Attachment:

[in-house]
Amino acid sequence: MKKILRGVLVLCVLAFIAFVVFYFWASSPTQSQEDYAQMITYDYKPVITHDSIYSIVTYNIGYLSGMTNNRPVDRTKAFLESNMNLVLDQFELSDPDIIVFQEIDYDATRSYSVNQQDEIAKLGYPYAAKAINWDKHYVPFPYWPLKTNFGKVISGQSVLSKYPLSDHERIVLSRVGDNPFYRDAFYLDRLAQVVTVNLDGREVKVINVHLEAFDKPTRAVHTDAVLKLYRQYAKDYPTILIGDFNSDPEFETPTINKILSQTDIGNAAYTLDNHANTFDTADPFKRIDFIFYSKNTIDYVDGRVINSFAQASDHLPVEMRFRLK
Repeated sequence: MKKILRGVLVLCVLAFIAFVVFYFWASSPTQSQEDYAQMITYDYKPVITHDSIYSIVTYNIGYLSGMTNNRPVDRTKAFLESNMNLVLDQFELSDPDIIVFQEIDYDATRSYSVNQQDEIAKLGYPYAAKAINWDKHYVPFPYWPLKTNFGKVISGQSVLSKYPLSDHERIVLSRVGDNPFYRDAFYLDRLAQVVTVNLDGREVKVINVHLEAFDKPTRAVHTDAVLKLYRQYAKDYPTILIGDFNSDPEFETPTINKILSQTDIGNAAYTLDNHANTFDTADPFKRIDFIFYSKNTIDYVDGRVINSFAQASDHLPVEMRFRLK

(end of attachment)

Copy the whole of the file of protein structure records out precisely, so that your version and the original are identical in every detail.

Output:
[in-house]
Amino acid sequence: MKKILRGVLVLCVLAFIAFVVFYFWASSPTQSQEDYAQMITYDYKPVITHDSIYSIVTYNIGYLSGMTNNRPVDRTKAFLESNMNLVLDQFELSDPDIIVFQEIDYDATRSYSVNQQDEIAKLGYPYAAKAINWDKHYVPFPYWPLKTNFGKVISGQSVLSKYPLSDHERIVLSRVGDNPFYRDAFYLDRLAQVVTVNLDGREVKVINVHLEAFDKPTRAVHTDAVLKLYRQYAKDYPTILIGDFNSDPEFETPTINKILSQTDIGNAAYTLDNHANTFDTADPFKRIDFIFYSKNTIDYVDGRVINSFAQASDHLPVEMRFRLK
Repeated sequence: MKKILRGVLVLCVLAFIAFVVFYFWASSPTQSQEDYAQMITYDYKPVITHDSIYSIVTYNIGYLSGMTNNRPVDRTKAFLESNMNLVLDQFELSDPDIIVFQEIDYDATRSYSVNQQDEIAKLGYPYAAKAINWDKHYVPFPYWPLKTNFGKVISGQSVLSKYPLSDHERIVLSRVGDNPFYRDAFYLDRLAQVVTVNLDGREVKVINVHLEAFDKPTRAVHTDAVLKLYRQYAKDYPTILIGDFNSDPEFETPTINKILSQTDIGNAAYTLDNHANTFDTADPFKRIDFIFYSKNTIDYVDGRVINSFAQASDHLPVEMRFRLK